Among the best-performing ETFs in recent weeks and a front-runner in the volatile pack of clean energy products is ETF Stream’s ETF of the month, the First Trust Nasdaq Clean Edge Green Energy UCITS ETF (QCLU).
Though not among the top three most popular clean energy thematic products in Europe, the $31m QCLU has outstripped the performance of its larger rivals on a one-, three- and six-month basis.
According to data from ETFLogic, QCLU returned 22% over the past month, as at 12 November. Meanwhile, Europe’s largest clean energy ETF, the $6.5bn iShares Global Clean Energy UCITS ETF (INRG), has rallied by 12.1%. Over the same period, the $167m L&G Clean Energy UCITS ETF (RENW) returned 5.8% while the $52m Invesco Global Clean Energy UCITS ETF (GCLE) yielded 14.6% and the newcomer HANetf S&P Global Clean Energy Select HANzero UCITS ETF (ZERO) jumped 10.9%.
Looking back over three months, QCLU has returned 22.2% while its four peers booked increases of 12.9%, 3.9%, 14.3% and 13%, respectively. Finally, over the half-year through 12 November, First Trust’s strategy shot up by 43.8%, just shy of 20% more than any other Europe-listed clean energy ETF except for ZERO, which launched at the end of June.
Impressively, despite a year of volatility for clean energy ETFs, First Trust’s silent success story has maintained a steady, positive flow of support. Some $1.6m flowed into the product over the month to 12 November, $12.6m over the last six months and $25.6m since the turn of the year.
The ETF underwent a significant revamp this February when First Trust turned the First Trust Small Cap Core AlphaDEX UCITS ETF (FYXLN) into QCLU and changed the underlying index to the Nasdaq Clean Edge Green Energy index.
Enjoying even more success has been QCLU’s US-listed cousin. The exceptionally popular $3.4bn First Trust Nasdaq Clean Edge Green Energy Index Fund (QCLN) has seen investors pile in $1.1bn since the start of 2021.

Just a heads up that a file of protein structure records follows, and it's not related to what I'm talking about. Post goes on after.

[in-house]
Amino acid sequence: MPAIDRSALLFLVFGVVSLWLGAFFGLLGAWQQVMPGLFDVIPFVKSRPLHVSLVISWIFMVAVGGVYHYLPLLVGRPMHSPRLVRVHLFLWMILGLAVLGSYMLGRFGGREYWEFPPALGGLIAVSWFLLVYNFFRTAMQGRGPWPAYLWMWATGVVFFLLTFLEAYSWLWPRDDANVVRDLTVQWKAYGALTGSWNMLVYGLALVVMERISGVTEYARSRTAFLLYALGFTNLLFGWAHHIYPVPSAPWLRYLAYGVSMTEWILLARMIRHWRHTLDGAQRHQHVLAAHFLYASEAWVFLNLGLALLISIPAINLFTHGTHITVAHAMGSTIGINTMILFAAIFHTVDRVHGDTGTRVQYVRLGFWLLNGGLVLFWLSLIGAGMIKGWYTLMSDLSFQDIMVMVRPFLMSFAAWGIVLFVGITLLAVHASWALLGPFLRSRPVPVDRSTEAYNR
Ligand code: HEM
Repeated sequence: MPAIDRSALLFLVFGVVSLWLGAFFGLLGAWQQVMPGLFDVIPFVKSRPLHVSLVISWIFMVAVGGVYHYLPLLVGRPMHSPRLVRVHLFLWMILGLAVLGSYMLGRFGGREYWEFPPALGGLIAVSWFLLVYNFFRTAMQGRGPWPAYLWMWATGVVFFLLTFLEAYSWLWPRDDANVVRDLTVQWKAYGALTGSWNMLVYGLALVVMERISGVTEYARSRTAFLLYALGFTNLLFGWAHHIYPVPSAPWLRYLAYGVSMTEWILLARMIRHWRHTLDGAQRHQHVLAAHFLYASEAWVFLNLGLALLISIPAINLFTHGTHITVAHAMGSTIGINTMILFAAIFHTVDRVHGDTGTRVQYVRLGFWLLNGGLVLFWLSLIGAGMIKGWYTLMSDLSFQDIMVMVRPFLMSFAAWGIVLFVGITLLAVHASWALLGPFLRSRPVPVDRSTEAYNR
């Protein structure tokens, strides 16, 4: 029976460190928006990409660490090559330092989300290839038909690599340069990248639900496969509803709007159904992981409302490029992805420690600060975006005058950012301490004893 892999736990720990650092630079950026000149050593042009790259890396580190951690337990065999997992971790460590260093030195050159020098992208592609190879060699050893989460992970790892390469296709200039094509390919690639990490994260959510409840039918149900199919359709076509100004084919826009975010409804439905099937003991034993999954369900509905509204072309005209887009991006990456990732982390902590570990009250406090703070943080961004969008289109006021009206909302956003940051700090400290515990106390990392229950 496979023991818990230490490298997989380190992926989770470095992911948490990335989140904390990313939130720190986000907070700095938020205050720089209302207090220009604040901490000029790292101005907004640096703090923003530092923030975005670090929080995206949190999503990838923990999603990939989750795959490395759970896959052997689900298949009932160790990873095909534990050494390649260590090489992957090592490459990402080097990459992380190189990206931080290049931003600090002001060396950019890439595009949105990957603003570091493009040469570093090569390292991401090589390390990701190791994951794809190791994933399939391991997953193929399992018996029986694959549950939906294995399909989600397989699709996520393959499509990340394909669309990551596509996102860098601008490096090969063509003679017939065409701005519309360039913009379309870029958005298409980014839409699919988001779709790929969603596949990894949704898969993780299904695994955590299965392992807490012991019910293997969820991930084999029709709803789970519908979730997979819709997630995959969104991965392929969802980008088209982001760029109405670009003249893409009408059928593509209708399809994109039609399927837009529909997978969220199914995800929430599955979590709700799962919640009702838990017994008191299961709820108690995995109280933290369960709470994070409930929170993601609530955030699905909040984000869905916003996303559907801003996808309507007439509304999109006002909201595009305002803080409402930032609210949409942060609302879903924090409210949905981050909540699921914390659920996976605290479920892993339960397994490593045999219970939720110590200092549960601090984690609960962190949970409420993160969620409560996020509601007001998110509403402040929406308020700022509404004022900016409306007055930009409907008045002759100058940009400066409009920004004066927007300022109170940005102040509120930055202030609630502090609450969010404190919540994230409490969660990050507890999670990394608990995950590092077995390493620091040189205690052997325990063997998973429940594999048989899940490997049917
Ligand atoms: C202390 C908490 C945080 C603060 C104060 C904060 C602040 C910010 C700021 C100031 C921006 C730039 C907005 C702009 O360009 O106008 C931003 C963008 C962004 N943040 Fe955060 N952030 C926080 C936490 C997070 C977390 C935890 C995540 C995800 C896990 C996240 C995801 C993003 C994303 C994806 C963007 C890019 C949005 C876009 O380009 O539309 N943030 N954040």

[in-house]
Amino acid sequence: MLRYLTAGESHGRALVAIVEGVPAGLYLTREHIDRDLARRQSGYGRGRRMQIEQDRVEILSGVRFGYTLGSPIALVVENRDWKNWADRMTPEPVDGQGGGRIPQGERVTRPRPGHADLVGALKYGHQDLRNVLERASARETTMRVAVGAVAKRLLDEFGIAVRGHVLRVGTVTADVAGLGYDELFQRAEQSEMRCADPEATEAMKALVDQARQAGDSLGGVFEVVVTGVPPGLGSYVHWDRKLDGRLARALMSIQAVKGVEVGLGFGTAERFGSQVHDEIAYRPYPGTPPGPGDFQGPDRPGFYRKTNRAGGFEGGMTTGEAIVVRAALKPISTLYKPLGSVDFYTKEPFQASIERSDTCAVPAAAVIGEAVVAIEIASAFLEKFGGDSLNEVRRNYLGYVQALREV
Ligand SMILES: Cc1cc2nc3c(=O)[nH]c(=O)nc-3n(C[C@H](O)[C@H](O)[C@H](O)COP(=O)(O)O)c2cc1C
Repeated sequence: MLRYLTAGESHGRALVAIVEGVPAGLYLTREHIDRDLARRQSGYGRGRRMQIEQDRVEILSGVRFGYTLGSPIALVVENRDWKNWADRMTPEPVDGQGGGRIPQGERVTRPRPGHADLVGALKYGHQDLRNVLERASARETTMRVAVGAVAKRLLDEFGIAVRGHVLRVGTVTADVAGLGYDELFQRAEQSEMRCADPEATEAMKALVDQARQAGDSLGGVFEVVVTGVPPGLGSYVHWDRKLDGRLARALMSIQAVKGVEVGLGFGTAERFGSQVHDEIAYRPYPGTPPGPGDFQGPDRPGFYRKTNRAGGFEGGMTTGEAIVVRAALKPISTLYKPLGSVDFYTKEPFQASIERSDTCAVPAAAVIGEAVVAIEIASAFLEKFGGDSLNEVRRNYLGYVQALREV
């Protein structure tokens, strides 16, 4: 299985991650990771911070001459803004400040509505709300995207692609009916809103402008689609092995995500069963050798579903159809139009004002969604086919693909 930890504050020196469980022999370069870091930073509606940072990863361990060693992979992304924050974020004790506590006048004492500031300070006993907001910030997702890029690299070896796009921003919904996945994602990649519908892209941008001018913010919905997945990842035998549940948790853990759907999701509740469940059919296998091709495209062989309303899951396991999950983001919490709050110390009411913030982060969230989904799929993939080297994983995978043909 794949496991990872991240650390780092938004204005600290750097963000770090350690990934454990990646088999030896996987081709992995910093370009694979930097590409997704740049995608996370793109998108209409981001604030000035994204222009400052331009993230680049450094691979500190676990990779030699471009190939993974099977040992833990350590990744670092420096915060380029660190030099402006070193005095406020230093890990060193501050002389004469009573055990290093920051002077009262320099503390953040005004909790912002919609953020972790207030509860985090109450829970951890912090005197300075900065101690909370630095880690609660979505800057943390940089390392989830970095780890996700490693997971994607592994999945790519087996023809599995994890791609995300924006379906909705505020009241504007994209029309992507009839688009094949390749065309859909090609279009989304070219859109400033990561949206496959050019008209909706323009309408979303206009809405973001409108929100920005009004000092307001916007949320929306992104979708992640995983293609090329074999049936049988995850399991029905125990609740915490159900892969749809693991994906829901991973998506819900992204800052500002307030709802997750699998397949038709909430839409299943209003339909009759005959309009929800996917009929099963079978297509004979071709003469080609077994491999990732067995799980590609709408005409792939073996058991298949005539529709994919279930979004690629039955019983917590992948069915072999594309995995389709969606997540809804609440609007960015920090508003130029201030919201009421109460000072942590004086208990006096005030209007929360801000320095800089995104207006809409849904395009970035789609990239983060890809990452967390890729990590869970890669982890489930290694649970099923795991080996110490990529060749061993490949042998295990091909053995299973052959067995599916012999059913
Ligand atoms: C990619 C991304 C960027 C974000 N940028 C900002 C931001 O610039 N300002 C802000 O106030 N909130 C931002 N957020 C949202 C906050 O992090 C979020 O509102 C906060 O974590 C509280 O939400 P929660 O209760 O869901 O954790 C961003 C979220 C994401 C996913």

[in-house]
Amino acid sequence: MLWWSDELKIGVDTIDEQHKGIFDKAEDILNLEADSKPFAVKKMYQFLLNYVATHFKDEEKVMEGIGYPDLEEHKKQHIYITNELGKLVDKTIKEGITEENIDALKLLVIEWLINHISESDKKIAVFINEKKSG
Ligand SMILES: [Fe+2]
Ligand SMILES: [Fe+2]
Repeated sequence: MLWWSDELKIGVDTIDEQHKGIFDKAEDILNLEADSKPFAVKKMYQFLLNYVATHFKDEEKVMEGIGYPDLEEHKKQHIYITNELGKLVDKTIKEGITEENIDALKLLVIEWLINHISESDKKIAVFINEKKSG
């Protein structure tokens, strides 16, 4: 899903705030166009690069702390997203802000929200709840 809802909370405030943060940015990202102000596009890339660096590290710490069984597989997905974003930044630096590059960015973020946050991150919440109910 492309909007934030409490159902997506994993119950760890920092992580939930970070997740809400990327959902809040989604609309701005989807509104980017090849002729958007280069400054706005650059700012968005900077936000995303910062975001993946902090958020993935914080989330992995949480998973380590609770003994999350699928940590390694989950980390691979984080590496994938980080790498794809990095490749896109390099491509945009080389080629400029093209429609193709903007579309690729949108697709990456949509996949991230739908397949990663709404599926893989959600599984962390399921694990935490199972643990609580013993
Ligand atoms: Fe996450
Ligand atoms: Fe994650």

Both strategies offer a modified market cap weighted exposure to 60 US-listed companies involved in the manufacturing, development, distribution and installation of clean energy technologies, from subsectors including solar power, wind, battery tech, fuel cells and electric vehicles (EV).
While the methodology includes a cap to prevent high concentrations among larger alternative energy stocks, its market cap bias creates a mixed outcome.
On the one hand, its 10.9% weighting to Tesla means it has been highly exposed to the EV manufacturer, as its stock surged 55.9% between 1 October and 1 November.
However, the company’s market cap recently broke $1.2trn, more than the entire S&P 500 Energy Sector index, according to data from Bloomberg. This has seen the company’s weight in the Nasdaq clean energy benchmark shoot up by almost 2.5 percentage points in just two months.
While this may be rectified in QCLU’s quarterly rebalance or its next semi-annual reconstitution in March, such single-stock risk acts as a reminder of just how important it is to look beneath the bonnet of an ETF, especially those in the developing and highly volatile thematic ETF space.
This article first appeared in ETF Insider, ETF Stream's new monthly ETF magazine for professional investors in Europe. To access the full issue, click here.